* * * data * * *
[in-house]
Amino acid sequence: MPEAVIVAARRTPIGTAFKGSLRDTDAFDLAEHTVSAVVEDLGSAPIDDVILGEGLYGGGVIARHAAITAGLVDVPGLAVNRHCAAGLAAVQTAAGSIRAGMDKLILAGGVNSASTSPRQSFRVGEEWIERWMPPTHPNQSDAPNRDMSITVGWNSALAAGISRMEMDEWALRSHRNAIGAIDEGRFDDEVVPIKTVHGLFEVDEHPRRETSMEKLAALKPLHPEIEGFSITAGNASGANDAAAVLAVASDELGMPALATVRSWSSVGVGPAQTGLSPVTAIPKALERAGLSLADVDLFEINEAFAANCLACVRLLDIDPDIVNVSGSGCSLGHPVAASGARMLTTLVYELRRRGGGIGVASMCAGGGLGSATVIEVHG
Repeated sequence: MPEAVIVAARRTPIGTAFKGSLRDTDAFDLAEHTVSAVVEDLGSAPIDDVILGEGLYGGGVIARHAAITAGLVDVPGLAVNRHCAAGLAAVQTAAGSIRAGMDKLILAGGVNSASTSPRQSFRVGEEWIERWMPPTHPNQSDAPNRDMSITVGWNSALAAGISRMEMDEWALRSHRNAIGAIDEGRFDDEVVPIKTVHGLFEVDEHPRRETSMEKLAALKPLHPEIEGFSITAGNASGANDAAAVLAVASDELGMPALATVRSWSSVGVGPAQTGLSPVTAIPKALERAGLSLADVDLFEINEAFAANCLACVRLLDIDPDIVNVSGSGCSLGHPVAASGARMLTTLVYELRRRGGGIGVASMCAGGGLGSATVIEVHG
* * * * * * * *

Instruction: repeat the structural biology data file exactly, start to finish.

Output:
[in-house]
Amino acid sequence: MPEAVIVAARRTPIGTAFKGSLRDTDAFDLAEHTVSAVVEDLGSAPIDDVILGEGLYGGGVIARHAAITAGLVDVPGLAVNRHCAAGLAAVQTAAGSIRAGMDKLILAGGVNSASTSPRQSFRVGEEWIERWMPPTHPNQSDAPNRDMSITVGWNSALAAGISRMEMDEWALRSHRNAIGAIDEGRFDDEVVPIKTVHGLFEVDEHPRRETSMEKLAALKPLHPEIEGFSITAGNASGANDAAAVLAVASDELGMPALATVRSWSSVGVGPAQTGLSPVTAIPKALERAGLSLADVDLFEINEAFAANCLACVRLLDIDPDIVNVSGSGCSLGHPVAASGARMLTTLVYELRRRGGGIGVASMCAGGGLGSATVIEVHG
Repeated sequence: MPEAVIVAARRTPIGTAFKGSLRDTDAFDLAEHTVSAVVEDLGSAPIDDVILGEGLYGGGVIARHAAITAGLVDVPGLAVNRHCAAGLAAVQTAAGSIRAGMDKLILAGGVNSASTSPRQSFRVGEEWIERWMPPTHPNQSDAPNRDMSITVGWNSALAAGISRMEMDEWALRSHRNAIGAIDEGRFDDEVVPIKTVHGLFEVDEHPRRETSMEKLAALKPLHPEIEGFSITAGNASGANDAAAVLAVASDELGMPALATVRSWSSVGVGPAQTGLSPVTAIPKALERAGLSLADVDLFEINEAFAANCLACVRLLDIDPDIVNVSGSGCSLGHPVAASGARMLTTLVYELRRRGGGIGVASMCAGGGLGSATVIEVHG